It says it will also continue with its £175bn quantitative easing scheme but will not extend it this month. Last month the Monetary Policy Committee injected £50bn into the economy to create up to £175bn on the UK’s balance sheet.
As of September 3 some £140bn worth of assets had been purchased under the QE scheme. The MPC expects the QE programme to take another two months to complete, with the scale of the programme continuing to be kept under review. Edward Menashy, chief economist of Charles Stanley, says the governor of the Bank of England Mervyn King stated that QE would take six months before it was possible to assess whether it was working, and those six months are now up.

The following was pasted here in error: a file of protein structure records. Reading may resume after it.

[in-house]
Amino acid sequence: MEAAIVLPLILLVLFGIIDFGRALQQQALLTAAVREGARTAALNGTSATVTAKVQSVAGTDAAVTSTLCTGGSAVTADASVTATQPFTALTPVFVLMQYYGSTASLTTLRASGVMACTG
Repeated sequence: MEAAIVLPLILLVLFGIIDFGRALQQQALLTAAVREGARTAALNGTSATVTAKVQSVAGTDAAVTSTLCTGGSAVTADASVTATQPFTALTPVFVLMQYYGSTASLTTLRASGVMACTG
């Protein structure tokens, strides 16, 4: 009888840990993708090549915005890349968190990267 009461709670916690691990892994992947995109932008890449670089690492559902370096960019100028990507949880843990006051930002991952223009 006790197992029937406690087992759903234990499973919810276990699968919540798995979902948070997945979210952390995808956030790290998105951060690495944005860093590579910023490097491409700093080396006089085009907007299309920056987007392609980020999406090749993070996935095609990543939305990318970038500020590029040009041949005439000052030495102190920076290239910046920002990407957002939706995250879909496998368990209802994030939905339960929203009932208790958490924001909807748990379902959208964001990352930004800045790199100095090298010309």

He says: “On the positive side, QE has depressed gilt yields by as much as 50 to 100 basis points and corporate bond yields by even more. “QE has also boosted UK equities, although it is difficult to quantify how much money investors have switched into shares from gilt sales.” But on the negative side, Menashy says that there have been few signs of an increase in bank lending with money from gilt sales remains stuck in the banking system. Commercial bank reserves at the Bank of England have risen from £45bn (in March 2009) to £161bn (in July 2009), the latest available date. And net lending in July 2009 fell at its fastest pace since records began in 1993, and he says that M4 lending to the private non-financial companies remains “anaemic”. Menashy adds: “The failure of the banks to lend can be attributed to the lack of solvency amongst the banks themselves, the fear of incurring more bad debts in weak economy, or the desire not to borrow on the part of indebted households and companies.”